David Gray, Ray Lamontagne concert review
By Jeffrey B. Remz
(This review appears in slightly different forms on the Country Standard Time and Standard Time web sites)
David Gray and Ray LaMontagne may be a lot more different than they are the same musically and otherwise, but both made for an engrossing night of music.
Interestingly enough, the first of two shows before full houses also marked the same day that “both” artists released new discs. LaMontagne is going in a different direction with ” God Willin’ & The Creek Don’t Rise,” which is more country-based than other efforts. Gray released a two-set CD, “Foundling.”
LaMontagne was certainly an understated figure beyond not smiling or cracking a single funny line. While Gray, for example (and just about every other lead singer) mans the front of the stage, LaMontagne was back always slightly towards the right almost blending into the background.
He cuts a good figure sartorially though with a brown hat and vest, white shirt and full beard. (Actually for that matter, this was an evening of fine dressed singers. Gray was in a suit and shirt with his band dressed up as well).
Maybe he’d prefer to be in the background, but his music just won’t let him. The New Hampshire native, who has lived throughout New England and indicated this was hometown gig for him, started with two new songs from “God Willin…”, “For the Summer” and the downer “New York City’s Killing Me,” with the latter particularly compelling. That was not a surprise given that the opening lines are “There’s just somethin’ about this hotel/Got me wishin’ I was dead/Got to get out of New York City/Somewhere I can clear my head.” What may have seemed like a negative (and is) ends up with a sense of optimism about finding oneself in a better place, something LaMontagne knows a thing or two about from his difficult past.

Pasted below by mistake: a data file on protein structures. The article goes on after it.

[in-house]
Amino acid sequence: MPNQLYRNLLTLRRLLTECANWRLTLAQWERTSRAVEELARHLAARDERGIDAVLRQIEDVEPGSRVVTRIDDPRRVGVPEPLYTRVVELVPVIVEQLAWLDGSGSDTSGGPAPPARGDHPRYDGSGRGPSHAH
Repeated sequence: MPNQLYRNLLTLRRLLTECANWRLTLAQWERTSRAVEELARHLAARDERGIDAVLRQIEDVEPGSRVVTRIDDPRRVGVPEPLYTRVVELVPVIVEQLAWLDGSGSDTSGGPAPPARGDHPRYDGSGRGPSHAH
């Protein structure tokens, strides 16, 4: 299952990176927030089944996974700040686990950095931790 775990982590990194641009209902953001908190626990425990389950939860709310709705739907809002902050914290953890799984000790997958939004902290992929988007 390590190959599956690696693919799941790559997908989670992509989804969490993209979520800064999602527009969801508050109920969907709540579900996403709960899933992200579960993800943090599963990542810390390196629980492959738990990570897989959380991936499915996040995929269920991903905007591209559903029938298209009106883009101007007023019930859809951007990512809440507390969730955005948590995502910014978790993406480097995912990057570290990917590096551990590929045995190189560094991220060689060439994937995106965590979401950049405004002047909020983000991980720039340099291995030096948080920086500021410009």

LaMontagne did not save his best-known song (thanks to TV commercials), “Trouble,” for the end. In fact, he trotted out as his third song treating the gem like his other song babies – with a lot of care and emotion.
LaMontagne mixed it up for 70 minutes between his bluesy vocals and a more country bent. His backing band, the Pariah Dogs, certainly were top notch, although that would be expected when you have folks like Eric Heywood on pedal steel and guitar, Jay Bellerose on drums, Jennifer Condos on bass and Greg Leisz on pedal.
Serious though he may be, LaMontagne demands your attention.
David Gray had no such need because he does so with his personality and music. Gray’s far more outgoing and outwardly emotive than LaMontagne, far more effusive, but that was not a bad thing.
Gray has a big, full-bodied voice to go with catchy songs that served him extremely well. The singer tended to hold his notes on occasion to create greater impact.
He opened strongly with “Fugitive,” a typical song for him where his vocals shone, the melody was catchy, and his backing band had no trouble doing its job. He also could be commanding on slower songs (Be Mine) without overdoing it. Gray played only one song from the new CD, “We Could Fall in Love Tonight,” going so solo acoustic. He acquitted himself well on it, although it was not as good as his older fare.
Gray did not play a lot of songs during his 90 minutes, only 15 including the three-song encore, so he tended to stretch the material out a bit, but there was no sense of boredom.
The emphasis fortunately was on the music as the staging – a backing curtain usually with twinkly colored stars – was low key although pretty for the setting.
LaMontagne joined Gray for the final song of the nigh, “In the Morning.” As a song, it’s fine, but it wasn’t as if Gray and LaMontagne meshed so so well vocally. But like the rest of the evening, both Gray and LaMontagne provided for different styles – both quite good.